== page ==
I think we’re talking about laziness and inattention to detail. Opponents are buzzing the sens net without being accounted for, forwards have defined back checking as poking at the puck with their sticks instead of tying up their marks own lumber. You can tell the defense partners aren’t talking to each other and… well the list goes on.
There seems to be times when the pretty play has been chosen over the safe play, particularly on the PP. I’m confident the coach will sort it out but with the younger kids that message takes a bit of time. If I could offer one bit of arm chair coaching maybe a send down and call up will shake things up?
Though the Sens didn’t get totally thumped last night there is not a whole lot that appears to be clicking for them right now. I don’t want to sound like a broken record…actually, I probably do because that sounds fun and easy but…either way, I think aside from everything the Pete just rightly pointed out, the thing that scares me the most is that Daniel Alfredsson (praise be His mighty name) is by far the best player on the team. I don’t like that at all. He is too old to still be the engine that powers this dreamship. It was so much better earlier when his role was beginning to be Captain Clutch. Let the Michaleks and Folignos of the world score the goals and when you need a Stetson Man to hop off the bench and pot that shootout goal or break that tie or whatever…that’s when Papa Alfie makes his move.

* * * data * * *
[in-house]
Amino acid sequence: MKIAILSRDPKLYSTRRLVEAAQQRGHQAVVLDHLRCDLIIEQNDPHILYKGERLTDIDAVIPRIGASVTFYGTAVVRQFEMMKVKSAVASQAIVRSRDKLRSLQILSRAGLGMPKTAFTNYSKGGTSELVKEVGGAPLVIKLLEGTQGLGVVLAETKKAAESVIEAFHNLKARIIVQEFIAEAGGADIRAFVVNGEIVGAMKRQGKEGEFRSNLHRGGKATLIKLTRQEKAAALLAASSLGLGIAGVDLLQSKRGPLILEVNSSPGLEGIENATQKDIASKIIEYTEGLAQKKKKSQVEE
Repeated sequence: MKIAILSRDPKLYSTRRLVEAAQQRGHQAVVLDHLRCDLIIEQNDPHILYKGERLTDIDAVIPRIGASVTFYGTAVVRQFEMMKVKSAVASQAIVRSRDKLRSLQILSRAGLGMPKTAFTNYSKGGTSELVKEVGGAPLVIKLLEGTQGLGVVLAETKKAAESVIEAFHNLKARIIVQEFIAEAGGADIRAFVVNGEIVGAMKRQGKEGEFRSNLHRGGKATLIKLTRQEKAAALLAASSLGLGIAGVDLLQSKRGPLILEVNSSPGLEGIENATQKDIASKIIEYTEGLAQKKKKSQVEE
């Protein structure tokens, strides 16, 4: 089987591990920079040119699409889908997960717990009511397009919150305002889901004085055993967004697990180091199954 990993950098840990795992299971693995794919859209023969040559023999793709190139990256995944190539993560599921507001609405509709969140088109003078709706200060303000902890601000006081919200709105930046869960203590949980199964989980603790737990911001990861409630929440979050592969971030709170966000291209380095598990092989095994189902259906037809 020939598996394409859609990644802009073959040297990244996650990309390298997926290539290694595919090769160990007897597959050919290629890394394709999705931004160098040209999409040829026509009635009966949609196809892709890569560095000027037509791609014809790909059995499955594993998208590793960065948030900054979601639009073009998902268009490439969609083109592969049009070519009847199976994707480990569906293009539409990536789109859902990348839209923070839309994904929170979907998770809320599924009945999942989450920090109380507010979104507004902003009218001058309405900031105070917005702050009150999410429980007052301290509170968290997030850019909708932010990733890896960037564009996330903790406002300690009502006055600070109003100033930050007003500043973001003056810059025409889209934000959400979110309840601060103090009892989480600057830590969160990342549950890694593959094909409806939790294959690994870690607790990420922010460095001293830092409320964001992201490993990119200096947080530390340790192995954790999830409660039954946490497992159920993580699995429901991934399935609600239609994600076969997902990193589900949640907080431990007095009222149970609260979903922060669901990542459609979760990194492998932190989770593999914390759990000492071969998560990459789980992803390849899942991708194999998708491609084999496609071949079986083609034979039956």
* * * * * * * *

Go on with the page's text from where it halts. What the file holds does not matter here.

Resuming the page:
Right now Alfredsson is looking 10 years younger than he is out there and making some power moves, which is just staggeringly impressive but…when are the Sens going to get away from this “Can’t someone Alfie do it?” model that rears its head year after year. Troublesome. It seemed like since the end of last season, Spezza was beginning to be the guy leaned on hardest and I think that’s great because I think he has the goods to be that but in situations like now where Spezza is likely hurt (or as Jason York speculates that Spezza is sick- not in the Ovechkin describing something positively way) that someone BESIDES ALFREDSSON needs to step in.
I will say some positive things too. I am still very impressed with Kyle Turris. He hasn’t played perfectly or anything but that kid makes things happen for sure. Happy to have him aboard. Chris Phillips also had a pretty outstanding game last night which he needed to have… because he had been looking like a pylon out there since returning from the all star break. I hope Philly can keep it up as scoring drying up is one thing but defense simultaneously being all over the place just makes for an ugly …seven game losing streak.
A lot of people are talking, “Call up Lehner to punch up the netminding” or “Call up Peterson to spark the goal scoring” which, really, aren’t terrible ideas by me though at this point I’m leaning most toward, “call up Borowiecki and add some enthusiasm to the D” or even just to wake up Carkner but I don’t know… whatever I’m no Harvey Globetrotter with this situation…just do whatever it takes to stop being the goddamn Columbus Blue Jackets already. I’ve noticed my visits to hockeysfuture have increased by 700% this month. Help me Varada…you always know what to do….or can complain about stuff more articulately than I.